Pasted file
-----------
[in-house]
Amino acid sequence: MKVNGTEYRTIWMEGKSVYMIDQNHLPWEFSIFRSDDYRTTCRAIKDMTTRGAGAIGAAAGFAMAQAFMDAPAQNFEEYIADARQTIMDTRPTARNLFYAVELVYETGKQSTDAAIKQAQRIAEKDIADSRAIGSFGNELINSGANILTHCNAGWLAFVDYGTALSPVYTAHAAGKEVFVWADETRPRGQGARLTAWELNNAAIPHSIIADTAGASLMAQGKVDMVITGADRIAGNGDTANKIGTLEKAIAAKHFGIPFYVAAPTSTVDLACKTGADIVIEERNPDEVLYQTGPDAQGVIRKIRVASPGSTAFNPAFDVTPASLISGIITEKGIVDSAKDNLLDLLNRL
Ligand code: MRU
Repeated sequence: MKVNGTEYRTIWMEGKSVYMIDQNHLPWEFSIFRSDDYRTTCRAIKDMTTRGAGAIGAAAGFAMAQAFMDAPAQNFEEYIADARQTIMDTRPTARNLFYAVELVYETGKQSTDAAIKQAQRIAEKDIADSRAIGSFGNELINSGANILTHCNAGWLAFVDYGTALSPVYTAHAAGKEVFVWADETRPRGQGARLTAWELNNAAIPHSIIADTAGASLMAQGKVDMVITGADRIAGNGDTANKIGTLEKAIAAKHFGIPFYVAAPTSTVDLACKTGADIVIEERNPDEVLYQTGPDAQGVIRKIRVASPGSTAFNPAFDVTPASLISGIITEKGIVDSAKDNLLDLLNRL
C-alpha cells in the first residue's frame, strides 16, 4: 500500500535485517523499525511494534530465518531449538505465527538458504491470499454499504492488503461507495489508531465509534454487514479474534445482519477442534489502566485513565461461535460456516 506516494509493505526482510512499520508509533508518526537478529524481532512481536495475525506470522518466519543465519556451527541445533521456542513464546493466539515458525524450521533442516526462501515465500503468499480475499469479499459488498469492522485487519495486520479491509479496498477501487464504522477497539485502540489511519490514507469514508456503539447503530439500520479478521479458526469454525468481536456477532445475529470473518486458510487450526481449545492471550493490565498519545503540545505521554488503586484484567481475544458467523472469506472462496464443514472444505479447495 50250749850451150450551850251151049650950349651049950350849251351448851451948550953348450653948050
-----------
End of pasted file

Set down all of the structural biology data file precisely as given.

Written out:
[in-house]
Amino acid sequence: MKVNGTEYRTIWMEGKSVYMIDQNHLPWEFSIFRSDDYRTTCRAIKDMTTRGAGAIGAAAGFAMAQAFMDAPAQNFEEYIADARQTIMDTRPTARNLFYAVELVYETGKQSTDAAIKQAQRIAEKDIADSRAIGSFGNELINSGANILTHCNAGWLAFVDYGTALSPVYTAHAAGKEVFVWADETRPRGQGARLTAWELNNAAIPHSIIADTAGASLMAQGKVDMVITGADRIAGNGDTANKIGTLEKAIAAKHFGIPFYVAAPTSTVDLACKTGADIVIEERNPDEVLYQTGPDAQGVIRKIRVASPGSTAFNPAFDVTPASLISGIITEKGIVDSAKDNLLDLLNRL
Ligand code: MRU
Repeated sequence: MKVNGTEYRTIWMEGKSVYMIDQNHLPWEFSIFRSDDYRTTCRAIKDMTTRGAGAIGAAAGFAMAQAFMDAPAQNFEEYIADARQTIMDTRPTARNLFYAVELVYETGKQSTDAAIKQAQRIAEKDIADSRAIGSFGNELINSGANILTHCNAGWLAFVDYGTALSPVYTAHAAGKEVFVWADETRPRGQGARLTAWELNNAAIPHSIIADTAGASLMAQGKVDMVITGADRIAGNGDTANKIGTLEKAIAAKHFGIPFYVAAPTSTVDLACKTGADIVIEERNPDEVLYQTGPDAQGVIRKIRVASPGSTAFNPAFDVTPASLISGIITEKGIVDSAKDNLLDLLNRL
C-alpha cells in the first residue's frame, strides 16, 4: 500500500535485517523499525511494534530465518531449538505465527538458504491470499454499504492488503461507495489508531465509534454487514479474534445482519477442534489502566485513565461461535460456516 506516494509493505526482510512499520508509533508518526537478529524481532512481536495475525506470522518466519543465519556451527541445533521456542513464546493466539515458525524450521533442516526462501515465500503468499480475499469479499459488498469492522485487519495486520479491509479496498477501487464504522477497539485502540489511519490514507469514508456503539447503530439500520479478521479458526469454525468481536456477532445475529470473518486458510487450526481449545492471550493490565498519545503540545505521554488503586484484567481475544458467523472469506472462496464443514472444505479447495 50250749850451150450551850251151049650950349651049950350849251351448851451948550953348450653948050